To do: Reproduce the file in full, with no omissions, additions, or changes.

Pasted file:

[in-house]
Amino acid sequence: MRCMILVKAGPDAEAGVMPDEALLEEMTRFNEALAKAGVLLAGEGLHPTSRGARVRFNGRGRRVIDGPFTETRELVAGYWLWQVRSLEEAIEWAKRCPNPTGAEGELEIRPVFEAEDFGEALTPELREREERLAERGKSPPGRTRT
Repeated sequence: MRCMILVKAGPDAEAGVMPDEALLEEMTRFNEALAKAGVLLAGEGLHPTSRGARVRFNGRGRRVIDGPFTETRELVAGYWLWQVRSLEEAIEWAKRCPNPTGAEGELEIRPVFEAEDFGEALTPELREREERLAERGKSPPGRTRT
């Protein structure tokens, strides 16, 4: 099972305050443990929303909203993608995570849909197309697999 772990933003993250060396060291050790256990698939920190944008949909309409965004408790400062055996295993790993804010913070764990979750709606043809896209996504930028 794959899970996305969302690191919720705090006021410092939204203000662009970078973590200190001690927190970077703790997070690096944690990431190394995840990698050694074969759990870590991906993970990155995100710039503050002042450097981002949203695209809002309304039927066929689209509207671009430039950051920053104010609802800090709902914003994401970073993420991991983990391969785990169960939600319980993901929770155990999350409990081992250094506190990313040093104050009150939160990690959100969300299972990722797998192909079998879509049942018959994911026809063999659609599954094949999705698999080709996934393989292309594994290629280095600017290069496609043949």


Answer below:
[in-house]
Amino acid sequence: MRCMILVKAGPDAEAGVMPDEALLEEMTRFNEALAKAGVLLAGEGLHPTSRGARVRFNGRGRRVIDGPFTETRELVAGYWLWQVRSLEEAIEWAKRCPNPTGAEGELEIRPVFEAEDFGEALTPELREREERLAERGKSPPGRTRT
Repeated sequence: MRCMILVKAGPDAEAGVMPDEALLEEMTRFNEALAKAGVLLAGEGLHPTSRGARVRFNGRGRRVIDGPFTETRELVAGYWLWQVRSLEEAIEWAKRCPNPTGAEGELEIRPVFEAEDFGEALTPELREREERLAERGKSPPGRTRT
């Protein structure tokens, strides 16, 4: 099972305050443990929303909203993608995570849909197309697999 772990933003993250060396060291050790256990698939920190944008949909309409965004408790400062055996295993790993804010913070764990979750709606043809896209996504930028 794959899970996305969302690191919720705090006021410092939204203000662009970078973590200190001690927190970077703790997070690096944690990431190394995840990698050694074969759990870590991906993970990155995100710039503050002042450097981002949203695209809002309304039927066929689209509207671009430039950051920053104010609802800090709902914003994401970073993420991991983990391969785990169960939600319980993901929770155990999350409990081992250094506190990313040093104050009150939160990690959100969300299972990722797998192909079998879509049942018959994911026809063999659609599954094949999705698999080709996934393989292309594994290629280095600017290069496609043949």